Salman Khan’s father, Salim Khan, is one of Bollywood’s most legendary screenwriters. Through his partnership with co-writer Javed Akhtar, Salim is credited with having paved the path for the Indian film industry’s blockbuster format in the 1970s. Something his son now rules the roost of. More importantly, the Salim-Javed duo also created the persona of the “angry young man” for Bollywood megastar Amitabh Bachchan in the 1970s, reflecting the angst of the average Indian. In choosing to be the ordinary man’s “hero” as opposed to a thespian in new Bollywood, Salman Khan remains tightly linked to his father’s oeuvre. Thanks dad. 

Nepotism is the name of the game

Salman Khan’s father, Salim Khan, is one of Bollywood’s most legendary screenwriters. Through his partnership with co-writer Javed Akhtar, Salim is credited with having paved the path for the Indian film industry’s blockbuster format in the 1970s. Something his son now rules the roost of. More importantly, the Salim-Javed duo also created the persona of the “angry young man” for Bollywood megastar Amitabh Bachchan in the 1970s, reflecting the angst of the average Indian. In choosing to be the ordinary man’s “hero” as opposed to a thespian in new Bollywood, Salman Khan remains tightly linked to his father’s oeuvre. Thanks dad. 

Nepotism is the name of the game

Salman Khan’s father, Salim Khan, is one of Bollywood’s most legendary screenwriters. Through his partnership with co-writer Javed Akhtar, Salim is credited with having paved the path for the Indian film industry’s blockbuster format in the 1970s. Something his son now rules the roost of. More importantly, the Salim-Javed duo also created the persona of the “angry young man” for Bollywood megastar Amitabh Bachchan in the 1970s, reflecting the angst of the average Indian. In choosing to be the ordinary man’s “hero” as opposed to a thespian in new Bollywood, Salman Khan remains tightly linked to his father’s oeuvre. Thanks dad.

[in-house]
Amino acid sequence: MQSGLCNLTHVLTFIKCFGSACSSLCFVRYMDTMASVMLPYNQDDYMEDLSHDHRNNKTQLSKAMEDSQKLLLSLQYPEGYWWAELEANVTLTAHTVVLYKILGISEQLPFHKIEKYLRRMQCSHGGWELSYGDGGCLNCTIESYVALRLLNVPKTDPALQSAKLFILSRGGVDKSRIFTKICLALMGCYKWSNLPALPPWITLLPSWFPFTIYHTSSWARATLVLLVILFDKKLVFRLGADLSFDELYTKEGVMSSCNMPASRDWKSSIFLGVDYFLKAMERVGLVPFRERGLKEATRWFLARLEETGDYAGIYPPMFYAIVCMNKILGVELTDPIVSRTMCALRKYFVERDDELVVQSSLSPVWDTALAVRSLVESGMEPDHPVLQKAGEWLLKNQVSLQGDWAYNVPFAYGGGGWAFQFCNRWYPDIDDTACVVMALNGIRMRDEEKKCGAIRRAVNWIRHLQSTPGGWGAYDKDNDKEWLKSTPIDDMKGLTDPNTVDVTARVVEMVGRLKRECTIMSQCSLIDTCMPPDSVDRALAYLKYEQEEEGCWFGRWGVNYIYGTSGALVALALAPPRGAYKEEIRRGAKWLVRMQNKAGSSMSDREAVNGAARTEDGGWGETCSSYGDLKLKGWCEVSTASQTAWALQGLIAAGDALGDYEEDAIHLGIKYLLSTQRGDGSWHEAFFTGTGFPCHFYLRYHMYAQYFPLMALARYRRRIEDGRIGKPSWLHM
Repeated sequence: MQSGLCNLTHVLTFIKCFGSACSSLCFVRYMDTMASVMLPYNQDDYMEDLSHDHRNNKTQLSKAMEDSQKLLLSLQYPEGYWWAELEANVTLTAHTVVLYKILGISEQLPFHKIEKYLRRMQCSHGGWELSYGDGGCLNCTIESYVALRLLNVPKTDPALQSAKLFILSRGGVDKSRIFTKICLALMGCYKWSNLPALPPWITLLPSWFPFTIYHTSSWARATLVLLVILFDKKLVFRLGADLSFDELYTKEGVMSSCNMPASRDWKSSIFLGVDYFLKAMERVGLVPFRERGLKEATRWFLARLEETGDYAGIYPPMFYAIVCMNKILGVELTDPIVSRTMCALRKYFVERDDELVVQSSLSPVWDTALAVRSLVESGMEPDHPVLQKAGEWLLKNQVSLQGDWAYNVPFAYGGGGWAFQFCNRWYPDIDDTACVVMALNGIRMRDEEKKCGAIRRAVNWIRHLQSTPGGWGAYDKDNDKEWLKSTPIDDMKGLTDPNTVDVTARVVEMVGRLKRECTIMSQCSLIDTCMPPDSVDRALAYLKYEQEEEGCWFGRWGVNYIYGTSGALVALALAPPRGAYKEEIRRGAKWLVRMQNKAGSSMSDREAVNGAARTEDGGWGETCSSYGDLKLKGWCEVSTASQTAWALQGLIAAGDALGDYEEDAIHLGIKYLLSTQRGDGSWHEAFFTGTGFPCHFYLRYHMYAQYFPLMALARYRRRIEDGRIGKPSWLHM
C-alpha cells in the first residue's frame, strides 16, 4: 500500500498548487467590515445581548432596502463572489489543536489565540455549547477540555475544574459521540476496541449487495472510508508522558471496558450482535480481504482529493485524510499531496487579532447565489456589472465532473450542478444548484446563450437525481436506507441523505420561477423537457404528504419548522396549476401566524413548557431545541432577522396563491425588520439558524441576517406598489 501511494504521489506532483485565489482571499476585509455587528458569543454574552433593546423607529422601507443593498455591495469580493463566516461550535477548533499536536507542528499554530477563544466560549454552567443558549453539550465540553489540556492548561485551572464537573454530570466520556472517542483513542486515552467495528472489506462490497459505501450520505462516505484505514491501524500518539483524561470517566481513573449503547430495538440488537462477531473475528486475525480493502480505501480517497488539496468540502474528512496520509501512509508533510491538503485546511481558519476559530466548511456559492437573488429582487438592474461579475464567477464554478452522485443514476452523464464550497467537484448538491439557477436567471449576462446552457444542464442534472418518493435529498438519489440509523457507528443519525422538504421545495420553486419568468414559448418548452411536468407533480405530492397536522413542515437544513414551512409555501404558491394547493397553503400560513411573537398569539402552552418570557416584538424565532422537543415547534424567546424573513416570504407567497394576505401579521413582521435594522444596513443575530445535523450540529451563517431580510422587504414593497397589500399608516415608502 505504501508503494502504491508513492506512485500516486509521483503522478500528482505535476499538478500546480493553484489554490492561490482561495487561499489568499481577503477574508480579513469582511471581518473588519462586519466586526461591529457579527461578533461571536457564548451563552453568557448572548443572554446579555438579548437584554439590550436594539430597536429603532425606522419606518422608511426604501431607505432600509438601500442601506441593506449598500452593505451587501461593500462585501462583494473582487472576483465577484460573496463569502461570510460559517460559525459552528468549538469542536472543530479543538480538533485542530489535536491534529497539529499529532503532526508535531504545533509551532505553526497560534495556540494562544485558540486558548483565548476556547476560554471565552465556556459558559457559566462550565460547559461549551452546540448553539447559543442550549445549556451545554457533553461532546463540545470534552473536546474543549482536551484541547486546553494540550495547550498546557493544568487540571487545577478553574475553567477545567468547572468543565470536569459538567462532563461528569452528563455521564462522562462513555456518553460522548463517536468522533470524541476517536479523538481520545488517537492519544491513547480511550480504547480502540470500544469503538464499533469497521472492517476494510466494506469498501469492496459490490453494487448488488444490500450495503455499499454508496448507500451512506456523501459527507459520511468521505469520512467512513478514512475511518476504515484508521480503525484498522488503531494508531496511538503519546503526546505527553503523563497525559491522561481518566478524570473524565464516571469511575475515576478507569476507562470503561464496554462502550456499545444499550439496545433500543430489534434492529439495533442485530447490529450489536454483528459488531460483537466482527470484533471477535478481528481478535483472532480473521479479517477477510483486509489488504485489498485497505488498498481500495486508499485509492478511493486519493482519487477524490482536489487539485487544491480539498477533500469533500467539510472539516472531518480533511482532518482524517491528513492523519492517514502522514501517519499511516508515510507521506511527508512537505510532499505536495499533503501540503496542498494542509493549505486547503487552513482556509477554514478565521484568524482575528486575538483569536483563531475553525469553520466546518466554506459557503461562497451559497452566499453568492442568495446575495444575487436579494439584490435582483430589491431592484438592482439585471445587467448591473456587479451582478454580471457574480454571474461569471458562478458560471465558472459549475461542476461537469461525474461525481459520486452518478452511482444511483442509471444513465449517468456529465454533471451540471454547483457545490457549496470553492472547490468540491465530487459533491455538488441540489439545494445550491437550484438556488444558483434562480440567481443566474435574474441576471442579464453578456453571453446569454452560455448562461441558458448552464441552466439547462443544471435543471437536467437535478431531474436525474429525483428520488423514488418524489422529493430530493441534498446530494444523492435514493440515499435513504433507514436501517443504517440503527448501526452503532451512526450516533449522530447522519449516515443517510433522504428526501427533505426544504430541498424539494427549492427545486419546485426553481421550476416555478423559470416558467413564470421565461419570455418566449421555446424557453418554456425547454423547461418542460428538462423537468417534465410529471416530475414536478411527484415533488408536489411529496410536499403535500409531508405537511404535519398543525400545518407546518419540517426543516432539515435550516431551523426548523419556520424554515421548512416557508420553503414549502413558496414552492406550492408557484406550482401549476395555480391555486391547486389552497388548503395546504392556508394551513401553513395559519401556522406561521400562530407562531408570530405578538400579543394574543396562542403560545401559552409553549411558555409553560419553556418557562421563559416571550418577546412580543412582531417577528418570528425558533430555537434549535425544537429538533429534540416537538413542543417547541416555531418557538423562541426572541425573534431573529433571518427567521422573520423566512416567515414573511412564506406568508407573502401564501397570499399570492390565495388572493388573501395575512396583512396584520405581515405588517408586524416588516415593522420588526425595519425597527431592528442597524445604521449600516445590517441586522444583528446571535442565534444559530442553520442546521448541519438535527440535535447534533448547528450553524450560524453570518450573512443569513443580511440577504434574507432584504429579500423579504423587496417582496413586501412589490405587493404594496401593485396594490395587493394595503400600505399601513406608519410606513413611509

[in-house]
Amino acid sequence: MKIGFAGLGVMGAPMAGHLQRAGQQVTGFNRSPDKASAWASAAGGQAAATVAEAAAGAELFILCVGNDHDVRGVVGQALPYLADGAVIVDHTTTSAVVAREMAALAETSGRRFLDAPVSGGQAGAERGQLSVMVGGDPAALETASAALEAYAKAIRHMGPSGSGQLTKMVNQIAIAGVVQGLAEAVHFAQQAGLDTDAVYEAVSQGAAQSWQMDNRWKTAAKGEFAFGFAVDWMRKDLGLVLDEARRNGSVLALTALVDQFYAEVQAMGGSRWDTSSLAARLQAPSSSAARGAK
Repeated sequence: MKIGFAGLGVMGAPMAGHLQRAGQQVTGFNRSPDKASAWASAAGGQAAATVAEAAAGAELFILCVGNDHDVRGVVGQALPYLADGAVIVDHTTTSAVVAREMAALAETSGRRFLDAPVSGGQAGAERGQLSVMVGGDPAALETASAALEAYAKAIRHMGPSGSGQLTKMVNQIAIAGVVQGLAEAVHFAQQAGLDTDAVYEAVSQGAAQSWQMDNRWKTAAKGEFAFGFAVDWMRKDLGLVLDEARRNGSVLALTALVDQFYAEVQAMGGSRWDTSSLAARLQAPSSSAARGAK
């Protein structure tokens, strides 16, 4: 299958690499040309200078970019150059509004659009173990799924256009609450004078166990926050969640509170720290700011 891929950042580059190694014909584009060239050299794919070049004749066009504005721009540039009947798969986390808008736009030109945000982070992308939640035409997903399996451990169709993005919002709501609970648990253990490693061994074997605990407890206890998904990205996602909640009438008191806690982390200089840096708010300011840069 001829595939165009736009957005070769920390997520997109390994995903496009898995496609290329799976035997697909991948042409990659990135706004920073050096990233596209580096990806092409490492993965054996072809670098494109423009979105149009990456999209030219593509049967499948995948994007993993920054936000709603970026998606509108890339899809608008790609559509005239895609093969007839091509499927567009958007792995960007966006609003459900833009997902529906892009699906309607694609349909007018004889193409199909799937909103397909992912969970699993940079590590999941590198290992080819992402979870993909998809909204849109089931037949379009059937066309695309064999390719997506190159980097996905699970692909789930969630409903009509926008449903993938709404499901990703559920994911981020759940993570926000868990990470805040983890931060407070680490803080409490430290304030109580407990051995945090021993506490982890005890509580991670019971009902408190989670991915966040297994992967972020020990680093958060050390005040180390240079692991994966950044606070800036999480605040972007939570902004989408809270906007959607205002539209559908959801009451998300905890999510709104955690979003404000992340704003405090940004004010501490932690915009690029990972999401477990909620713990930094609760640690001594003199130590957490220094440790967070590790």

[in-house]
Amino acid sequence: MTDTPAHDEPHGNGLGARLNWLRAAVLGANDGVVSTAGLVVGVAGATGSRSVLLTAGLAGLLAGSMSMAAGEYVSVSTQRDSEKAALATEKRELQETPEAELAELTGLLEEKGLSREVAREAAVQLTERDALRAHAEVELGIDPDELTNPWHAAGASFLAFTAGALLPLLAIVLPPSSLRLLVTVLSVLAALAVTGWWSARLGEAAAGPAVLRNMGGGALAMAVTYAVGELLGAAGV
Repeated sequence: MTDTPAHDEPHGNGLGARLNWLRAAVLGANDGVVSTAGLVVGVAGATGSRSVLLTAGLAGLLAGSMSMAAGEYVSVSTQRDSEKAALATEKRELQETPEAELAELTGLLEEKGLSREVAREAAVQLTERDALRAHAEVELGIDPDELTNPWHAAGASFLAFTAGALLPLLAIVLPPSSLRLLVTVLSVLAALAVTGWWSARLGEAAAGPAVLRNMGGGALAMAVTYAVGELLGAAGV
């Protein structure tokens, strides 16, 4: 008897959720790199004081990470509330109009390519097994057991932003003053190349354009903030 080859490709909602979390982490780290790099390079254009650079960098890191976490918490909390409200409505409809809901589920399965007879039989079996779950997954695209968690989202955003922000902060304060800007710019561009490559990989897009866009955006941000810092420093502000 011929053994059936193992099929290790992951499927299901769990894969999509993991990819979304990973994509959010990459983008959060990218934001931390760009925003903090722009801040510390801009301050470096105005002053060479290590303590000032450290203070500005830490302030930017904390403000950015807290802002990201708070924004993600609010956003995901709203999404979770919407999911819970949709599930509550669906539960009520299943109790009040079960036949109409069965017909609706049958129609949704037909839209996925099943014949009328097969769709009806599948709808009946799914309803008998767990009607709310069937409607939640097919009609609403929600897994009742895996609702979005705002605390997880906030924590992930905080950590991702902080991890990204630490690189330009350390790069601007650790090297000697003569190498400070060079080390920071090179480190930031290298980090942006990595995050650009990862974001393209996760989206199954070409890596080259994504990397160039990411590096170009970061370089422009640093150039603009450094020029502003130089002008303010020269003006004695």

Nepotism is the name of the game

Salman Khan’s father, Salim Khan, is one of Bollywood’s most legendary screenwriters. Through his partnership with co-writer Javed Akhtar, Salim is credited with having paved the path for the Indian film industry’s blockbuster format in the 1970s. Something his son now rules the roost of. More importantly, the Salim-Javed duo also created the persona of the “angry young man” for Bollywood megastar Amitabh Bachchan in the 1970s, reflecting the angst of the average Indian. In choosing to be the ordinary man’s “hero” as opposed to a thespian in new Bollywood, Salman Khan remains tightly linked to his father’s oeuvre. Thanks dad. 

Nepotism is the name of the game

Salman Khan’s father, Salim Khan, is one of Bollywood’s most legendary screenwriters. Through his partnership with co-writer Javed Akhtar, Salim is credited with having paved the path for the Indian film industry’s blockbuster format in the 1970s. Something his son now rules the roost of. More importantly, the Salim-Javed duo also created the persona of the “angry young man” for Bollywood megastar Amitabh Bachchan in the 1970s, reflecting the angst of the average Indian. In choosing to be the ordinary man’s “hero” as opposed to a thespian in new Bollywood, Salman Khan remains tightly linked to his father’s oeuvre. Thanks dad. 

Recipe

Garlicky shrimp in olive oil
Gambas Al Ajillo

Preparation time: 5 to 10 minutes

Cooking time: 5 minutes

Serves 4

Ingredients

180ml extra virgin olive oil; 4 to 5 large cloves of garlic, minced or pureed (or 3 to 4 garlic scapes, roughly chopped); 1 or 2 small hot red chillies, dried (or ¼ teaspoon dried red chilli flakes); 400g raw prawns, deveined, heads removed and tails left intact; a generous splash of sweet chilli vinegar; sea salt flakes for seasoning; a small handful of fresh flat-leaf parsley, roughly chopped

Method

Heat the oil in a terracotta dish or frying pan. Once the oil is sizzling hot, add the garlic and chilli, stirring continuously for about 10 seconds until golden and aromatic.

Add a splash of sweet chilli vinegar and as it vigorously simmers, releasing perfumed aromas, add the prawns and cook, stirring a few times.

Once the prawns turn pink, after 1 or 2 minutes of cooking,  remove from the heat and season with sea salt flakes.

Once the prawns are cool enough to eat, scatter with parsley and serve with small forks or toothpicks as the perfect sharing starter. Finish off with crusty bread to soak up all that flavour-infused olive oil.

 

Recipe

Garlicky shrimp in olive oil
Gambas Al Ajillo

Preparation time: 5 to 10 minutes

Cooking time: 5 minutes

Serves 4

Ingredients